I'm very much hoping this fear doesn't become a realization when I graduate in less than 3 months. I need financial support in order to be able to keep up my Chipotle burrito bowl obsession and regular Target shopping sprees. Then there's those other adult things like rent, utilities, car payments, bills...bleh.

2. Meeting my husband on Match.com

No judgment to people who meet this way. I'm very happy for you all. I would just much rather meet my hubby somewhere out there in the real world so I have a "meet cute" story to tell my grandkids (shout out to The Holiday, one of my all-time fav movies and the source--along with the Notebook--of many of my unrealistic romantic expectations). I saw a statistic the other day that Match.com alone contributes to two percent of ALL marriages every year. One website. Two percent of U.S. marriages.  20,000 people join everyday. Aren't you a little afraid, too?

3. Becoming a cat lady
Due to my extreme hatred of cats (with the exception of Felix, obviously) this fear is especially nightmarish for me. The image of me in a house overrun with felines as I sit in my rocking chair knitting cat #23, Mr. Whiskers, a new sweater...I just can't even fathom. No. No. No.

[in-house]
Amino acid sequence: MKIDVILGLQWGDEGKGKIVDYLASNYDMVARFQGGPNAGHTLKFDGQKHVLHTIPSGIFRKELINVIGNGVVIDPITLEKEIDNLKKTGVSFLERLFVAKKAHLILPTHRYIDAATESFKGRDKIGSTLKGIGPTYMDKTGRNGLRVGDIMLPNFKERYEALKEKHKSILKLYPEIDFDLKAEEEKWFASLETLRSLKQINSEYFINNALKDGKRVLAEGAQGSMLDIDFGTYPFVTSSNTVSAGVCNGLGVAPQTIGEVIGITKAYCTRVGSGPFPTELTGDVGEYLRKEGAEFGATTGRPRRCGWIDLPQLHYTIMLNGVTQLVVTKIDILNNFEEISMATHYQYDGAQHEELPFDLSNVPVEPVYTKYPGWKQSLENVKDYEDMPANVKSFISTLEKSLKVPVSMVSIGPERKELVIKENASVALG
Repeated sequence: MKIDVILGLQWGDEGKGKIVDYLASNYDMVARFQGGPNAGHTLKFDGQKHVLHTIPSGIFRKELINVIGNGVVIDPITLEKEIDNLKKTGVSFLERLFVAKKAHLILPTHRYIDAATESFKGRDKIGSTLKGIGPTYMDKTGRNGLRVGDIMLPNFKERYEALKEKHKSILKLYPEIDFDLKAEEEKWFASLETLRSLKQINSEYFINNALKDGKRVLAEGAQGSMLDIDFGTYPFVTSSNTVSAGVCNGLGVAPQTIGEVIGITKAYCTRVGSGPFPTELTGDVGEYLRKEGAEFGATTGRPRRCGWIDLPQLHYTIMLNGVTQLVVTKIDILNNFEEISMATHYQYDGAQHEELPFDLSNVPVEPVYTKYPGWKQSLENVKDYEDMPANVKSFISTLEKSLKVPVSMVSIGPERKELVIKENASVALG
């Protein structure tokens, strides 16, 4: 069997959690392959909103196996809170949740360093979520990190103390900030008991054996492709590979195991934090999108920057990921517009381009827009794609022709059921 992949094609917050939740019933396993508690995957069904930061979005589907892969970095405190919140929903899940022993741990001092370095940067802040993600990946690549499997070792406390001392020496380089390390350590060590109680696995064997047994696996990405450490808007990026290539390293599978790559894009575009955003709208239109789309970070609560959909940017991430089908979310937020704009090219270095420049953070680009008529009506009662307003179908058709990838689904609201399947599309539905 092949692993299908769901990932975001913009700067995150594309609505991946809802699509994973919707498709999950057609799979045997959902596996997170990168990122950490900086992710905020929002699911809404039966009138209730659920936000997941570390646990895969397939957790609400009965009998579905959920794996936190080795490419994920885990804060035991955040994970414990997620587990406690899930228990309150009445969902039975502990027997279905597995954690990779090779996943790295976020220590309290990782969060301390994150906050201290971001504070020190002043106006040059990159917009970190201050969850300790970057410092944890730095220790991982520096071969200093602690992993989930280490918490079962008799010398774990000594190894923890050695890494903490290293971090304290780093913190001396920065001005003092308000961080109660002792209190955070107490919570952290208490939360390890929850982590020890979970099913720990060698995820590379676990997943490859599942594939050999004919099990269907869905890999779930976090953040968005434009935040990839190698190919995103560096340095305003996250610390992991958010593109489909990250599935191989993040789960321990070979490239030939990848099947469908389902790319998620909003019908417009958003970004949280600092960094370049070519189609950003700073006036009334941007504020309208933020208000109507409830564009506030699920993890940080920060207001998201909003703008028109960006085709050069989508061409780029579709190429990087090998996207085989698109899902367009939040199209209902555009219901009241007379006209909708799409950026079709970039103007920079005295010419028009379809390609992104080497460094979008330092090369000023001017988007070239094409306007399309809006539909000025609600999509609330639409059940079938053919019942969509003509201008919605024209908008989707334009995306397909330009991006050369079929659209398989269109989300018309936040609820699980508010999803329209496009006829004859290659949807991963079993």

Yes Valentine's Day is right around the corner...and yes I am especially aware of my single-status thanks to this commercial holiday...and yes I am currently curled up in bed watching a chick flick (The Wedding Planner)...and yes I did just buy my friend bridal magazines since she got engaged on Friday. All those things combined make #2 and #3 slightly more terrifying as of late, but I realize I'm only 22. Really I'm mostly worried about #1 at the moment. And also, my latest "I don't want this to be my life" fear:

4. Becoming a hoarder
Lately I've been noticing a few signs that worry me I could potentially be swayed down this very very dark path. Here are a few of the things I have caught myself hoarding:

--Mints. I went through a mint-hoarding phase in middle school. I would always take a handful of mints whenever I left a restaurant. This resulted in me designating a purse as the "mint purse." It was packed with literally hundreds of different mints. Of course, I couldn't carry around a purse that only had mints in it. So I never actually had the mints with me, and they never got eaten. I recovered the mint purse when I was cleaning out my closet the summer after my high school graduation. The mints all went in the trash. Apparently (and thankfully) I phased out of that one without even noticing.
--Moist towelettes. At Medieval Times about a month ago I didn't use my moist towelette and brought it home in my purse. Rather than throwing it away when I found it the next morning, I put it on my bedside table for later use. Last night I realized that moist towelette moments are few and far between in my bedroom. Not to mention, I do actually own soap. So the moist towelette went in the trash. Another win for Becky! Close call.